This Collateral review contains spoilers.
David Hare’s latest series may start with a murder, but the writer assures us that it isn’t just another crime drama. “There are no shots of computers or white boards,” says Hare in this foreword, announcing that he’s done away with “the usual apparatus of the police procedural” to show the impact one death has on a group of interconnected characters.
Collateral is about people caught in institutions and systems that at best, frustrate, and at worst, exploit them – in other words, precisely what TV’s best crime dramas (The Wire, Line Of Duty, The Shield) are about. What Hare means, one supposes, by pointing out its lack of police tape and evidence walls, is that Collateral operates on a higher level than a detective show. It has loftier ambition than marshalling viewers through the tortuous path of a whodunit mystery. It has things to say.
Specifically, Collateral has things to say about the reception met by those fleeing conflict to seek safety in England. It’s ashamed by the lack of humanity expressed towards victims of war. It’s ashamed by a (parallel present) Labour Party capitulating to racists and the right on the subject of border control. It’s frustrated with the privatisation of our detention services and the hypocrisy of the Church on matters of sexuality. And it’s angry about London’s underground economy profiting from untrackable, vulnerable lives.
Episode one expresses those misgivings through the mouths and stories of DI Kip Glaspie (Carey Mulligan), David Mars, MP (John Simm) and Rev. Jane Oliver (Nicola Walker). All three are introduced to us as good people trying to make a difference despite the shortcomings of their respective arenas: the police, politics and the Church. The army is also represented in the form of Captain Sandrine Shaw (Jeany Spark), though seeing as we meet her committing Collateral’s instigating murder, her goodness is, let’s say, under question.
That quartet is joined by Billie Piper as chaotic Karen Mars, David’s ex-wife and so far, the only main character who doesn’t embody an institution, unless you count privilege. It’s a strong cast matched to a strong director in S.J. Clarkson, who’s left Marvel’s superheroes behind to deliver this efficient, up-to-the-minute four-part series.
In the first hour, Clarkson slickly establishes her cast of characters and their various intersecting lives. It’s a smooth job. No time is wasted on opening credits, which are folded in to the fatal shooting of a pizza delivery driver, young Syrian Abdullah Ali. Was Ali the intended victim, or was the shooter expecting somebody else? (Add ‘damage’ to this show’s one-word title, and we’d be looking at the latter.) If he was the target, was it, as a buzzing fly of an Evening Standard reporter can’t wait to print, an anti-Muslim hate crime?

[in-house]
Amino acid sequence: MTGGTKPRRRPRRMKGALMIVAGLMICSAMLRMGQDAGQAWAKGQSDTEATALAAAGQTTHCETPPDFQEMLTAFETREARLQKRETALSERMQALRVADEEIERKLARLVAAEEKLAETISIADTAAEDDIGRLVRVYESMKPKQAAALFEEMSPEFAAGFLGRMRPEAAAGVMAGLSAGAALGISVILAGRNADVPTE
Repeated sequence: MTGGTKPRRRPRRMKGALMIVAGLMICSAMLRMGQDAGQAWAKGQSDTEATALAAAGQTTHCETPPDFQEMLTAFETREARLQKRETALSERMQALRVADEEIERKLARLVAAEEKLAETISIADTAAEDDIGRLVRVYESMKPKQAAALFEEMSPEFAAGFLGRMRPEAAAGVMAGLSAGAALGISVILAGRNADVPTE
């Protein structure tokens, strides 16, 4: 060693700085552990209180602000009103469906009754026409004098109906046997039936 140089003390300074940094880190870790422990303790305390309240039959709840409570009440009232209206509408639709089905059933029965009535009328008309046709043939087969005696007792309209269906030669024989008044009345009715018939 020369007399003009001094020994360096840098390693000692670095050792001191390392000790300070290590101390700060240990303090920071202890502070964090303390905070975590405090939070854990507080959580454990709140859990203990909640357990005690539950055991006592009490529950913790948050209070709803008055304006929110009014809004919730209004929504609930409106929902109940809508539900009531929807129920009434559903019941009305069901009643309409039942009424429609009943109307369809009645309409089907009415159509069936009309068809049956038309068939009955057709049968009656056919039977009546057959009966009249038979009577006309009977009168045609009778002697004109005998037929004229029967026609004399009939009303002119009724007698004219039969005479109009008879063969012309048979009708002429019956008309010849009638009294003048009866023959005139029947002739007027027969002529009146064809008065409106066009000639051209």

The discovery of two Syrian refugees living in a garage lock-up and calling themselves Abdullah’s sisters broadens the story from a murder investigation to a state-of-the-nation drama. What, if any, is the link between the refugees, the South London pizza parlour (“not a paperwork kind of place”) where Abdullah worked alongside Mikey (Brian Vernel), a young man in deep with the shady owners of local club The Turbine, and harassed Laurie (I Am Daniel Blake’s Hayley Squires), the manager who substituted Mikey for Abdullah at the last minute, thereby signing his death warrant. And what’s the involvement of Karen Mars, who received the pizza and was the last person to speak to Abdullah alive?
Alongside the story of Rev. Jane’s girlfriend Linh (Kae Alexander), a ketamine-taking, soup kitchen-volunteering immigrant whose student visa has expired, it’s a lot of information to process in an hour, but Hare and Clarkson get the job done with style.
It helps that their cast is quite talented enough to sell the eccentricities and implausibilities. Kip Glaspie, for instance, is not only the latest addition to the growing list of improbably named TV detectives, but also a former teacher and, more peculiarly, pole vaulter. Not that she’ll be doing that again any time soon, what with a well-publicised problematic landing in her past and being seven months pregnant (written in to account for Carey Mulligan’s real-life pregnancy). John Simm’s character’s ability to switch on the television and see either himself, his party leader or his girlfriend talking is a good magic trick, but forgivable, especially with such a strict time frame.
Collateral takes place over the course of just four days (but, unlike tonight’s second John Simm-starring drama Trauma over on ITV, airs one episode a week). It has ambitious scope for such a compact timeline, but that should be nothing to worry an experienced playwright like Hare.
Anyway, ambition is good, and so are well-made dramas with things to say like this one, whatever genre label its creators want – or don’t want – to give it.
Collateral is now available on Netflix.
This article comes from Den of Geek UK.